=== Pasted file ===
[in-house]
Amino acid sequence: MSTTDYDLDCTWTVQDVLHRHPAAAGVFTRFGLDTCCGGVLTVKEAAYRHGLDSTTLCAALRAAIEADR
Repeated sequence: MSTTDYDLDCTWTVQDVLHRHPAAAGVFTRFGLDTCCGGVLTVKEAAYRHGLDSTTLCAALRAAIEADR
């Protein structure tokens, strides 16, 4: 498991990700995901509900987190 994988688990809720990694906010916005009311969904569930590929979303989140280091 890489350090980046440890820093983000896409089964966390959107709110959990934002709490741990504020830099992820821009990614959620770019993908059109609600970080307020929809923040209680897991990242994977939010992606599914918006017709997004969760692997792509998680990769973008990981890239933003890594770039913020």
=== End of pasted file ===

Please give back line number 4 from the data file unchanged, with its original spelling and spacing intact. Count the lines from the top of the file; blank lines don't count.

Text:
């Protein structure tokens, strides 16, 4: 498991990700995901509900987190 994988688990809720990694906010916005009311969904569930590929979303989140280091 890489350090980046440890820093983000896409089964966390959107709110959990934002709490741990504020830099992820821009990614959620770019993908059109609600970080307020929809923040209680897991990242994977939010992606599914918006017709997004969760692997792509998680990769973008990981890239933003890594770039913020």